Governor Murphy has agreed that leghold traps are "horrible". He can invalidate the Fish and Game Council's regulation allowing their use with a simple executive order; ask him to do so, now: call him at 609.292.6000; send mail to PO Box 001, Trenton, New Jersey 08625.

Snapshots of life at the Refuge
Steeplebush, photo by Sage Russell
Sage Russell
Fowler's toad, Unexpected Wildlife Refuge photo
Fowler's toad

Updated lists of animals and plants seen at the Refuge
We have replaced our static page listing species of animals and plants at the Refuge with pages that are illustrated with photos of those seen on site. We hope these pages will make for interesting viewing and are available on our Web site under the Wildlife menu choice. Here are direct links to each: Animals at the Refuge, Plants at the Refuge.

These lists are far from complete and we are adding new information as it becomes available. The photos we used on these pages often comprise just a few of those we have on file for a particular species. Our Galleries pages provide a comprehensive list.

Gray catbird near main pond, Unexpected Wildlife Refuge photo
Gray catbird

Gray catbird near main pond
We heard rustling amongst the leaves in vegetation near the main pond. Standing quietly for some time, our patience was rewarded when this lovely gray catbird 'popped' out of the brush and hopped onto a fallen branch as if ready to have her or his picture taken. External markings are not sufficient to differentiate the genders in this monomorphic species.

Ring-necked duck couple on main pond, Unexpected Wildlife Refuge photo
Ring-necked ducks
Male ring-necked duck on main pond, Unexpected Wildlife Refuge photo
Male ring-necked duck

Ring-necked ducks
The Refuge is home to and a stopping point for numerous species of water birds. This male ring-necked duck (left) was swimming in the main pond. Unlike the gray catbird, ring-necked ducks are strongly dimorphic as can be seen in the pair of these ducks on the right.

American grass spider and web near main pond, Unexpected Wildlife Refuge photo
American grass spider

American grass spider and web near main pond
Spiders are ubiquitous at the Refuge, as they are elsewhere. They are fascinating to observe, but often difficult to identify based on the human penchant for classifying everyone and everything. We sometimes wonder whether the animals in question might have their own ideas on what to be called. But, we digress. Here is just one of the many individuals we have had the pleasure of seeing at the Refuge. Thanks to Linda Buyukmihci-Bey who did some research and identified her (the spider) as an American grass spider.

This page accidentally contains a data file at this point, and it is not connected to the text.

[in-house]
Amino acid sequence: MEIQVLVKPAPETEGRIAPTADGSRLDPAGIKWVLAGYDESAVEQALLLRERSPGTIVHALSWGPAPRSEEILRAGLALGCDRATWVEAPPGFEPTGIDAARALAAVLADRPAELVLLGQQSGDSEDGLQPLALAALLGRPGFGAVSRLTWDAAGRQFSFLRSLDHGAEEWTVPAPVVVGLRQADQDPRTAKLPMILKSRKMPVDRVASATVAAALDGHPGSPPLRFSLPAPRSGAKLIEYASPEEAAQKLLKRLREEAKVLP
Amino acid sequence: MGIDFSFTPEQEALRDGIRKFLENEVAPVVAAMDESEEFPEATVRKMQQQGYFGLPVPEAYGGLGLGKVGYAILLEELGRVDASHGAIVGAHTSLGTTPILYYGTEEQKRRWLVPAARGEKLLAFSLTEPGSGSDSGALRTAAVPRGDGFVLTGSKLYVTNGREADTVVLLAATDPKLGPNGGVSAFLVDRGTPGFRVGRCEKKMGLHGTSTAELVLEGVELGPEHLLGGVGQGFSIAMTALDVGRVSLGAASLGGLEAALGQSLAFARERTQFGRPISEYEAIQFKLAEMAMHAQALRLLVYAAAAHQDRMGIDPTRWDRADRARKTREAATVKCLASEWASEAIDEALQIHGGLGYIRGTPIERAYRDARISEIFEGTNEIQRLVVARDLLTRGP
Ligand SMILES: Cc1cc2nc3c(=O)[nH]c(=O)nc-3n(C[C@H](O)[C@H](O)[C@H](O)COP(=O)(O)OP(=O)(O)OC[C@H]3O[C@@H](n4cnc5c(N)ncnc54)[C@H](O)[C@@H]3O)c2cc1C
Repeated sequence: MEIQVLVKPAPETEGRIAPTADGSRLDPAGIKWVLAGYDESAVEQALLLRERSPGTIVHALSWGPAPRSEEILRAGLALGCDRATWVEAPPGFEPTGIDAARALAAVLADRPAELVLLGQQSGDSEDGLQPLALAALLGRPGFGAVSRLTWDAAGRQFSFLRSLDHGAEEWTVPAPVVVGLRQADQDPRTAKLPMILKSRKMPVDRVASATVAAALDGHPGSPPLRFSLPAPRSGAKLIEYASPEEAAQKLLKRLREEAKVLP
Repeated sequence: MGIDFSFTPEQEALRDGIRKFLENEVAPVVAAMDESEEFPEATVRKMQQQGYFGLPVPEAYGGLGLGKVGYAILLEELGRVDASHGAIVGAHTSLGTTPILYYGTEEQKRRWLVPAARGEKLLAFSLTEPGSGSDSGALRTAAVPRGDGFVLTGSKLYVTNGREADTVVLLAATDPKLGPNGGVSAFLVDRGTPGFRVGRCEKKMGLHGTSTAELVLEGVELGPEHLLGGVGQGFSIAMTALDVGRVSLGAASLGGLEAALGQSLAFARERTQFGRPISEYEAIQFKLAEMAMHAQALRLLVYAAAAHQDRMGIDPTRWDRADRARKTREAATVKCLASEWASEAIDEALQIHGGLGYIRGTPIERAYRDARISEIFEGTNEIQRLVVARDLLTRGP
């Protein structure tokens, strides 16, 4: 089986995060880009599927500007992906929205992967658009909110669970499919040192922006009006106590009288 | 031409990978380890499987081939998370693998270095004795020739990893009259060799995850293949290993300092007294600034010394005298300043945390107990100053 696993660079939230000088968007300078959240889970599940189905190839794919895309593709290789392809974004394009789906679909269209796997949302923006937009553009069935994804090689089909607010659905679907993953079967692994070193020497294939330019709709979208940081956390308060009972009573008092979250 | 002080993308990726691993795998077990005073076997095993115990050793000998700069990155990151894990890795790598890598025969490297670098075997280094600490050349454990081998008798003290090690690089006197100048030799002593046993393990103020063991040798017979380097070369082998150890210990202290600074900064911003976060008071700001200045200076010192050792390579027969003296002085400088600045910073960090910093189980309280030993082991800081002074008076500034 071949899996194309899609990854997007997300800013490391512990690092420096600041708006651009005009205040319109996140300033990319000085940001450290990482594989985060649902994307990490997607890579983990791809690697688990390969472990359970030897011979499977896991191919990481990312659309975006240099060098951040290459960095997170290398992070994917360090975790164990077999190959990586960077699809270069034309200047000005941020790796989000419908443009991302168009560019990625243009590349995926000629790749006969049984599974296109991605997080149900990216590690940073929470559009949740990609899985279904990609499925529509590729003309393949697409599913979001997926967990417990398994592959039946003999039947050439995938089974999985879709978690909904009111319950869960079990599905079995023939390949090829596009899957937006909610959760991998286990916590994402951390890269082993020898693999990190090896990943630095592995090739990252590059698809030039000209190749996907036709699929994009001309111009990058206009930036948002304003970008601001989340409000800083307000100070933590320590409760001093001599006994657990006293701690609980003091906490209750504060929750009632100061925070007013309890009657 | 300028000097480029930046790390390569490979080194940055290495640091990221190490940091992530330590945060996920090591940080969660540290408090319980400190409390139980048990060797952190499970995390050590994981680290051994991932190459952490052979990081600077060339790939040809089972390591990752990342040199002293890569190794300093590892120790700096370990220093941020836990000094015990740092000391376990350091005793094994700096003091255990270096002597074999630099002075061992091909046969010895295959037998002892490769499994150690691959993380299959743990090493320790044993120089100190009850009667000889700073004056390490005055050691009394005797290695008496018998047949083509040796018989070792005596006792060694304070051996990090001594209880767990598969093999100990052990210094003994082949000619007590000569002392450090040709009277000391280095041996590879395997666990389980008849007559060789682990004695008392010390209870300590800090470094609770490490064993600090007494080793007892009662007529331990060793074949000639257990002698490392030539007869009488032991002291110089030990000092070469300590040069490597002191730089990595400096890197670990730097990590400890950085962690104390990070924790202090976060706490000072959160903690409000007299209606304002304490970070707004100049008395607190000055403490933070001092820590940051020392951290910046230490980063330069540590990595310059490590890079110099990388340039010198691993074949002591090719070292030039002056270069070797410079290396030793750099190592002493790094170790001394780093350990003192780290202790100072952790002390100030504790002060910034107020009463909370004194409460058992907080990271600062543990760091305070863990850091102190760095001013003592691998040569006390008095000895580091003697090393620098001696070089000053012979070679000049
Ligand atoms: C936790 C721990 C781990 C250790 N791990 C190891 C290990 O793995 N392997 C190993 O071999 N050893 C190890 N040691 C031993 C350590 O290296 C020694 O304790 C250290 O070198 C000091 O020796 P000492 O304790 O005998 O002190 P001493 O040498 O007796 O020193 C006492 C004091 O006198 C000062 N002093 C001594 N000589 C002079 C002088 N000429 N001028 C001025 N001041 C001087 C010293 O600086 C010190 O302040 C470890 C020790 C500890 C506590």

Eastern painted turtles, main pond, Unexpected Wildlife Refuge photo
Eastern painted turtles

Eastern painted turtles, main pond
These two eastern painted turtles were basking in the sun on a log protruding from the main pond a few months ago. One of the thrills of quietly observing the animals living at the Refuge is to watch turtles like these slowly make their way up onto logs for sunbathing. Of course, if we try to get too close, the turtles quickly drop into the water and take off in different directions. If we are patient, we can see a head appear, often a relatively long distance from the original log, as the individual comes up for air.

Northern black racer near cabin, Unexpected Wildlife Refuge photo
Northern black racer

Northern black racer near cabin
This adult northern black racer snake was seen amongst the fallen leaves at the side of the lane leading up to the cabin. It is likely that she was searching for food, in preparation for the upcoming winter and hibernation; note her tongue testing the environment for odors. Although the genus-species for this snake is Coluber constrictor constrictor, this is somewhat of a misnomer. Despite having "constrictor" in their taxonomic name, these snakes do not wrap around their prey; rather, they throw coils of their body over the animal in order to subdue them. Of course, for the hapless animal, the end result is the same.

Crown-tipped coral fungus, Unexpected Wildlife Refuge photo
Crown-tipped coral fungus

Crown-tipped coral fungus along a trail
These clusters of crown-tipped coral fungus were seen along one of the trails near the main pond. They grow on wood, as can be seen in this photograph showing the portion of a fallen log being used as a substrate.

A glimpse at our past
Hope Sawyer Buyukmihci, Refuge co-founder, Philadelphia Inquirer photo
Hope Sawyer Buyukmihci

Hope Sawyer Buyukmihci on boardwalk in 1971
Our co-founder spent most of her waking moments out amongst the wildlife at the Refuge. Although she did not have any formal education about wildlife, her knowledge was formidable and based on repeated direct observation of various species. She often learned that some of the information 'out there' in books and other literature was at odds with what she saw. In 1971, she was interviewed for an article in The Philadelphia Inquirer and was photographed on one of the many boardwalks that provided access into this beautiful habitat.

Take action to help wildlife at the Refuge